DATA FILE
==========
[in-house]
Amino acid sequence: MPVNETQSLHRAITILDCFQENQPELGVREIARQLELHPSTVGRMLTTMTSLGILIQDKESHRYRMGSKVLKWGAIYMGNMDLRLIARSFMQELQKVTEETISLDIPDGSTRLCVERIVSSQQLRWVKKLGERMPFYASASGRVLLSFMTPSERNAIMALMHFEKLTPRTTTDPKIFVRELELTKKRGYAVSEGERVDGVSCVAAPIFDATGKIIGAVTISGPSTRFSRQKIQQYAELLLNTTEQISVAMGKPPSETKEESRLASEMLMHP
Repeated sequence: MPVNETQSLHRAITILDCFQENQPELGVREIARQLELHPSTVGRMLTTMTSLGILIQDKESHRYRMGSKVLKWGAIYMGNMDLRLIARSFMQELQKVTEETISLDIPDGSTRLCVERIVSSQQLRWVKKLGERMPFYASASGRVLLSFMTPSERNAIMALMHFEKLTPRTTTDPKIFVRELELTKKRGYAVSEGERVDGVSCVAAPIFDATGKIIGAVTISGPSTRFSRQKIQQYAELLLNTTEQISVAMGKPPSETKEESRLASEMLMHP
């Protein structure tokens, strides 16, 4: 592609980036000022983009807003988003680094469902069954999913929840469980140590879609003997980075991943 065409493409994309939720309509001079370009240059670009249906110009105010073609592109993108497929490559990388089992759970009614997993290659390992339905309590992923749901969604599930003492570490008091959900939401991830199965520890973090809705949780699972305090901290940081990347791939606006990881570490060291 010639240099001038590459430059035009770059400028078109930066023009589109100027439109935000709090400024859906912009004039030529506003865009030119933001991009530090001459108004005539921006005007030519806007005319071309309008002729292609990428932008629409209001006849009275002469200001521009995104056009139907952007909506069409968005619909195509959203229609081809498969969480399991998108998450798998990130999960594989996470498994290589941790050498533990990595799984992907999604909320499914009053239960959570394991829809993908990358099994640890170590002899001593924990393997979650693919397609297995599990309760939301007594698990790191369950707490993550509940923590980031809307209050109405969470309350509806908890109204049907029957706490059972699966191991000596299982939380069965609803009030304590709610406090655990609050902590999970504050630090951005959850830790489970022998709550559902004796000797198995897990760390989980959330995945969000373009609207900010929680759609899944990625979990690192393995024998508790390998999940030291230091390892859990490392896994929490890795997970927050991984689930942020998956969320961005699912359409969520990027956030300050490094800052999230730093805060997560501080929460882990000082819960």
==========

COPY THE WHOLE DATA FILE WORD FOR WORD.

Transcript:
[in-house]
Amino acid sequence: MPVNETQSLHRAITILDCFQENQPELGVREIARQLELHPSTVGRMLTTMTSLGILIQDKESHRYRMGSKVLKWGAIYMGNMDLRLIARSFMQELQKVTEETISLDIPDGSTRLCVERIVSSQQLRWVKKLGERMPFYASASGRVLLSFMTPSERNAIMALMHFEKLTPRTTTDPKIFVRELELTKKRGYAVSEGERVDGVSCVAAPIFDATGKIIGAVTISGPSTRFSRQKIQQYAELLLNTTEQISVAMGKPPSETKEESRLASEMLMHP
Repeated sequence: MPVNETQSLHRAITILDCFQENQPELGVREIARQLELHPSTVGRMLTTMTSLGILIQDKESHRYRMGSKVLKWGAIYMGNMDLRLIARSFMQELQKVTEETISLDIPDGSTRLCVERIVSSQQLRWVKKLGERMPFYASASGRVLLSFMTPSERNAIMALMHFEKLTPRTTTDPKIFVRELELTKKRGYAVSEGERVDGVSCVAAPIFDATGKIIGAVTISGPSTRFSRQKIQQYAELLLNTTEQISVAMGKPPSETKEESRLASEMLMHP
């Protein structure tokens, strides 16, 4: 592609980036000022983009807003988003680094469902069954999913929840469980140590879609003997980075991943 065409493409994309939720309509001079370009240059670009249906110009105010073609592109993108497929490559990388089992759970009614997993290659390992339905309590992923749901969604599930003492570490008091959900939401991830199965520890973090809705949780699972305090901290940081990347791939606006990881570490060291 010639240099001038590459430059035009770059400028078109930066023009589109100027439109935000709090400024859906912009004039030529506003865009030119933001991009530090001459108004005539921006005007030519806007005319071309309008002729292609990428932008629409209001006849009275002469200001521009995104056009139907952007909506069409968005619909195509959203229609081809498969969480399991998108998450798998990130999960594989996470498994290589941790050498533990990595799984992907999604909320499914009053239960959570394991829809993908990358099994640890170590002899001593924990393997979650693919397609297995599990309760939301007594698990790191369950707490993550509940923590980031809307209050109405969470309350509806908890109204049907029957706490059972699966191991000596299982939380069965609803009030304590709610406090655990609050902590999970504050630090951005959850830790489970022998709550559902004796000797198995897990760390989980959330995945969000373009609207900010929680759609899944990625979990690192393995024998508790390998999940030291230091390892859990490392896994929490890795997970927050991984689930942020998956969320961005699912359409969520990027956030300050490094800052999230730093805060997560501080929460882990000082819960």